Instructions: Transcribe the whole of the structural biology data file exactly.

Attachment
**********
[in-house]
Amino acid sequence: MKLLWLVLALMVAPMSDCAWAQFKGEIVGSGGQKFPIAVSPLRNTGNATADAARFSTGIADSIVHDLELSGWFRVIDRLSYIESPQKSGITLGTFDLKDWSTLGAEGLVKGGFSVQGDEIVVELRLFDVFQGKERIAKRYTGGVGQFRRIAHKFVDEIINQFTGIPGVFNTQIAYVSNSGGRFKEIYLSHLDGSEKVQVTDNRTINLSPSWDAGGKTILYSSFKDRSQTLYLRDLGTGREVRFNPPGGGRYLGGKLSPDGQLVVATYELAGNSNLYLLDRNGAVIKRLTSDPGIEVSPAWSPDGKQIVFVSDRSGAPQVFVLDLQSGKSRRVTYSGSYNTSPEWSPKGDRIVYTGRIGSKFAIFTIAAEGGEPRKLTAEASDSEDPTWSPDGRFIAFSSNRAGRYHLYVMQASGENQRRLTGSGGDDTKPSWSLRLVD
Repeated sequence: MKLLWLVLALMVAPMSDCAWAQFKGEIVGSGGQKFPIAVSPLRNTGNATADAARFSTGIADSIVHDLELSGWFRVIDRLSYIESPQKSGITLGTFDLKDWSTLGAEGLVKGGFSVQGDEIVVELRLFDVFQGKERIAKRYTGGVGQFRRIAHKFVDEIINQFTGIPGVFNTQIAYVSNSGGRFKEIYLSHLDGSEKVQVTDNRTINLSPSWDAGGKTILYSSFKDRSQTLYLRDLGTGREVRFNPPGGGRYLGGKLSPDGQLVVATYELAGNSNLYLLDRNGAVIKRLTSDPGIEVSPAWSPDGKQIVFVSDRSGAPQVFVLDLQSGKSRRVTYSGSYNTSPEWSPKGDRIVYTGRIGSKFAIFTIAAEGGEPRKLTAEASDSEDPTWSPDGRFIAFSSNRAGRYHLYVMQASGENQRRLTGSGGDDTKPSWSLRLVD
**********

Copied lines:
[in-house]
Amino acid sequence: MKLLWLVLALMVAPMSDCAWAQFKGEIVGSGGQKFPIAVSPLRNTGNATADAARFSTGIADSIVHDLELSGWFRVIDRLSYIESPQKSGITLGTFDLKDWSTLGAEGLVKGGFSVQGDEIVVELRLFDVFQGKERIAKRYTGGVGQFRRIAHKFVDEIINQFTGIPGVFNTQIAYVSNSGGRFKEIYLSHLDGSEKVQVTDNRTINLSPSWDAGGKTILYSSFKDRSQTLYLRDLGTGREVRFNPPGGGRYLGGKLSPDGQLVVATYELAGNSNLYLLDRNGAVIKRLTSDPGIEVSPAWSPDGKQIVFVSDRSGAPQVFVLDLQSGKSRRVTYSGSYNTSPEWSPKGDRIVYTGRIGSKFAIFTIAAEGGEPRKLTAEASDSEDPTWSPDGRFIAFSSNRAGRYHLYVMQASGENQRRLTGSGGDDTKPSWSLRLVD
Repeated sequence: MKLLWLVLALMVAPMSDCAWAQFKGEIVGSGGQKFPIAVSPLRNTGNATADAARFSTGIADSIVHDLELSGWFRVIDRLSYIESPQKSGITLGTFDLKDWSTLGAEGLVKGGFSVQGDEIVVELRLFDVFQGKERIAKRYTGGVGQFRRIAHKFVDEIINQFTGIPGVFNTQIAYVSNSGGRFKEIYLSHLDGSEKVQVTDNRTINLSPSWDAGGKTILYSSFKDRSQTLYLRDLGTGREVRFNPPGGGRYLGGKLSPDGQLVVATYELAGNSNLYLLDRNGAVIKRLTSDPGIEVSPAWSPDGKQIVFVSDRSGAPQVFVLDLQSGKSRRVTYSGSYNTSPEWSPKGDRIVYTGRIGSKFAIFTIAAEGGEPRKLTAEASDSEDPTWSPDGRFIAFSSNRAGRYHLYVMQASGENQRRLTGSGGDDTKPSWSLRLVD